It is now just over a month since the changes to affordability checks, and in particular the stricter rent to interest calculations, were introduced by the Prudential Regulation Authority. But has much changed? Paul Martins, consultant mortgage broker, investigates.
Do lenders still want to lend on buy to let property?
Most certainly. Contrary to what you may have read the buy to let market is still very strong with some 30+ lenders still vying for your business. Circa 15 of these offer finance to limited companies as well as individual borrowers.
Have lenders tightened their other underwriting requirements since the affordability changes were introduced?
No, not that I have seen. In general, the lenders’ underwriting requirements have stayed the same. This means that all borrowers will still be asked to supply confirmation of income, proof of identity/proof of address and three months’ bank statements, etc. when applying for a buy to let mortgage.
Do lenders still have an appetite for a variety of properties?
Yes. Of course, vanilla properties (such as your traditional two-up-two-down) continue to attract the headline rates but some landlords are now starting to diversify into more complex properties such as Houses of Multiple occupation (HMO’s), multi-units (i.e. blocks of flats owned on a single freehold title), semi-commercial property (shop ground floor/flat above) to name but a few.
Experience in running these more complex properties is generally sought or a good history of buy to let ownership although we do have access to lenders that may take a view on this.
Can borrowers still borrow personally?
Yes but the market is generally seeing a significant shift towards landlords borrowing via a limited company structure, especially for new purchases. The most recent data from our Complex Buy to Let Index shows that 69% of purchase applications in the final quarter of 2016 were made using companies.
The reason this is happening is due to the stricter changes to income tax relief on mortgage interest for personal borrowers and more favourable rental coverage requirements available within a corporate structure meaning higher loan to values than borrowing in a personal capacity.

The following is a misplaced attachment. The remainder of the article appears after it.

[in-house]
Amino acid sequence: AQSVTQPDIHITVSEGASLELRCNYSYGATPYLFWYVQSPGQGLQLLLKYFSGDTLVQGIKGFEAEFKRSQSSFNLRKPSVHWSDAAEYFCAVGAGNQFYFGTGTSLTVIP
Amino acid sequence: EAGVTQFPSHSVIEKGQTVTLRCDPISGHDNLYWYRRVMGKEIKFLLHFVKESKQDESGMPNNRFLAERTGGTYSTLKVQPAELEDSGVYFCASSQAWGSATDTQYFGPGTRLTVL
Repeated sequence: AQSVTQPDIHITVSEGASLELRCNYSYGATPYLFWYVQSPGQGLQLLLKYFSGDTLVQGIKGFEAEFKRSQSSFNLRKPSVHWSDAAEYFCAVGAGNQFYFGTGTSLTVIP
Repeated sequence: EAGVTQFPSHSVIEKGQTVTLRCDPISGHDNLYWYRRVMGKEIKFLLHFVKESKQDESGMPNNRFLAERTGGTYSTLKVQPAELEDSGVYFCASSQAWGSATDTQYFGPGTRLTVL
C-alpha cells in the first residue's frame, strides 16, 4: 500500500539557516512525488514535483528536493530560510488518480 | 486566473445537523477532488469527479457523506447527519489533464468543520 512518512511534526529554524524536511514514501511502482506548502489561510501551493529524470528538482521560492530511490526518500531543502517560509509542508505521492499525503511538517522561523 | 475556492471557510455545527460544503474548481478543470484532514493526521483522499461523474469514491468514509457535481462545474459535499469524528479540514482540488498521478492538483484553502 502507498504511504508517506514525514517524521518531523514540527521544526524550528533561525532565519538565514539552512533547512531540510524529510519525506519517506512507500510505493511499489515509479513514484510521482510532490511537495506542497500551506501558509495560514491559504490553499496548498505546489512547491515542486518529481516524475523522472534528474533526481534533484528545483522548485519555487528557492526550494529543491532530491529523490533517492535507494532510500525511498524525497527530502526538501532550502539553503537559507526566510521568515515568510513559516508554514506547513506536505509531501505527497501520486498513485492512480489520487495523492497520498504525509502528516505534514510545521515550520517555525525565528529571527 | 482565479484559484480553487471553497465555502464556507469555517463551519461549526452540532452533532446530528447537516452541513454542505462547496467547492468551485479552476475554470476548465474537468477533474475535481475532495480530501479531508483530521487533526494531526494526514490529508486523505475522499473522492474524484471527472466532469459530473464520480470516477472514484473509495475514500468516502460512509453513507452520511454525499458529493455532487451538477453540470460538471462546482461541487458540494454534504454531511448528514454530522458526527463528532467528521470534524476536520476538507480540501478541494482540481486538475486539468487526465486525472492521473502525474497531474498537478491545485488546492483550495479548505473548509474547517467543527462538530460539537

However, I am not a tax specialist so do make sure you take professional advice.
When borrowing personally is there any flexibility on the tougher rental calculations?
Yes, lenders rental coverage requirements can be reduced if you are prepared to fix your buy to let mortgage for five years. The rental coverage requirements for these products are a lot more favourable which should fit most borrowing requirements up to 75% loan to value.
Paul Martins has left Mortgages for Business for pastures new. For more information or for any questions relating to this blog, please contact the BTL Team on 0345 345 6788, where one of our consultant mortgage brokers will be happy to assist.
You may also be interested in:
Common areas of concern when borrowing via a limited company for buy to let
Many landlords are now becoming more comfortable with buy to let borrowing via a limited company including the few additional hurdles this brings. However there is still a perception that the process is complicated and harder to get agreed but this is not always the case...
FAQs on Ltd Co borrowing for buy to let
Frequently asked questions on limited company borrowing for buy to let mortgages.
Housing White Paper highlights need to improve safeguards in private rented sector
Admitting that the UK housing market is ‘broken’, the Government’s new Housing White Paper sets out a series of initiatives to support and diversify the housing market in order to create the type of homes that people can afford and in places they want to live.
What can we expect from mortgage rates in 2017?
In 2016 we were lucky enough to witness the lowest mortgage rates we have ever seen. Will this trend continue in 2017 or will prices start to rise? Erin Gallacher, consultant mortgage broker offers her opinion.
How the new buy to let underwriting standards will affect lenders and borrowers
Steve gives his views on what the implications of tougher interest cover ratios and increased background checks will mean for landlords and buy to let lenders.
14th February 2017